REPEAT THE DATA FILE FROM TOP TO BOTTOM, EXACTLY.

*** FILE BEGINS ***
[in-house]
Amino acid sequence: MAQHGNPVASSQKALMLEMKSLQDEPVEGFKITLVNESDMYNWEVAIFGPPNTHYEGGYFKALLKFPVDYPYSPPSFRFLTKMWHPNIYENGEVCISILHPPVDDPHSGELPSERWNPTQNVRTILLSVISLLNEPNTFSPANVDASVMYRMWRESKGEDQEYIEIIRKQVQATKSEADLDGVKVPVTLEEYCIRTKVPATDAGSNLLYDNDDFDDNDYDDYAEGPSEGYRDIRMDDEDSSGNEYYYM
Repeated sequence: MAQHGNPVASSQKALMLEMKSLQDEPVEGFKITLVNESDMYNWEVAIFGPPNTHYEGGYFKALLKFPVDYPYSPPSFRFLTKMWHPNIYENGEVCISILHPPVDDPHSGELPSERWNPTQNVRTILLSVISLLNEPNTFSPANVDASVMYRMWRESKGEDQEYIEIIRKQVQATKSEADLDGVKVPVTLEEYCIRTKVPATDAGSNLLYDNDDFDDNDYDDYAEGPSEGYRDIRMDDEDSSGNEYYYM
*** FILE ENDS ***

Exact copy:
[in-house]
Amino acid sequence: MAQHGNPVASSQKALMLEMKSLQDEPVEGFKITLVNESDMYNWEVAIFGPPNTHYEGGYFKALLKFPVDYPYSPPSFRFLTKMWHPNIYENGEVCISILHPPVDDPHSGELPSERWNPTQNVRTILLSVISLLNEPNTFSPANVDASVMYRMWRESKGEDQEYIEIIRKQVQATKSEADLDGVKVPVTLEEYCIRTKVPATDAGSNLLYDNDDFDDNDYDDYAEGPSEGYRDIRMDDEDSSGNEYYYM
Repeated sequence: MAQHGNPVASSQKALMLEMKSLQDEPVEGFKITLVNESDMYNWEVAIFGPPNTHYEGGYFKALLKFPVDYPYSPPSFRFLTKMWHPNIYENGEVCISILHPPVDDPHSGELPSERWNPTQNVRTILLSVISLLNEPNTFSPANVDASVMYRMWRESKGEDQEYIEIIRKQVQATKSEADLDGVKVPVTLEEYCIRTKVPATDAGSNLLYDNDDFDDNDYDDYAEGPSEGYRDIRMDDEDSSGNEYYYM